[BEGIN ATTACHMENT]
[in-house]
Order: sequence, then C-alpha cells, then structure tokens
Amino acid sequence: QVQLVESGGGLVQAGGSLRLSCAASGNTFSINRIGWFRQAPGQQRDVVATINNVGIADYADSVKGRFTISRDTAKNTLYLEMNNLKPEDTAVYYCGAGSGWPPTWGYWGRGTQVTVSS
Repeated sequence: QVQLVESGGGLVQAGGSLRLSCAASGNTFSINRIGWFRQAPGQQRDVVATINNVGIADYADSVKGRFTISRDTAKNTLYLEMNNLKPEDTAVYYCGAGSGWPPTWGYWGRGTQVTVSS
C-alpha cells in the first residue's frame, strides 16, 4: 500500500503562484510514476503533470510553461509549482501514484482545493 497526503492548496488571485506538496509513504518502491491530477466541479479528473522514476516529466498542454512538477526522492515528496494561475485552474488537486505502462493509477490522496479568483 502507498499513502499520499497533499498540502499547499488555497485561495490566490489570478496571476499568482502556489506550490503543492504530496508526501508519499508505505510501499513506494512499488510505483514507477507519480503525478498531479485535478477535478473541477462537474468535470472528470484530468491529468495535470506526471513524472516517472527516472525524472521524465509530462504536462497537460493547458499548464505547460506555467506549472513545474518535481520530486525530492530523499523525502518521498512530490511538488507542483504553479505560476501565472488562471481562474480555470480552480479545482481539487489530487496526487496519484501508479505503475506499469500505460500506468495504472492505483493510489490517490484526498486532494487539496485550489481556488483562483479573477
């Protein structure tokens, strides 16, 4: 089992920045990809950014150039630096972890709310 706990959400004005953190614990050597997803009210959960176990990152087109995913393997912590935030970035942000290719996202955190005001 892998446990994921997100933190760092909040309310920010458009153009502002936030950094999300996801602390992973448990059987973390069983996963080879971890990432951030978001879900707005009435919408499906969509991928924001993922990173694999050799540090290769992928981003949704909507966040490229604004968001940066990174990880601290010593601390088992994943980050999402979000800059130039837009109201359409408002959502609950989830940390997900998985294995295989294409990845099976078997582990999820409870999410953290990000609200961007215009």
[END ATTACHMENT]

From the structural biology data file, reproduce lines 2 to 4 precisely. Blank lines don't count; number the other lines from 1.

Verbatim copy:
Order: sequence, then C-alpha cells, then structure tokens
Amino acid sequence: QVQLVESGGGLVQAGGSLRLSCAASGNTFSINRIGWFRQAPGQQRDVVATINNVGIADYADSVKGRFTISRDTAKNTLYLEMNNLKPEDTAVYYCGAGSGWPPTWGYWGRGTQVTVSS
Repeated sequence: QVQLVESGGGLVQAGGSLRLSCAASGNTFSINRIGWFRQAPGQQRDVVATINNVGIADYADSVKGRFTISRDTAKNTLYLEMNNLKPEDTAVYYCGAGSGWPPTWGYWGRGTQVTVSS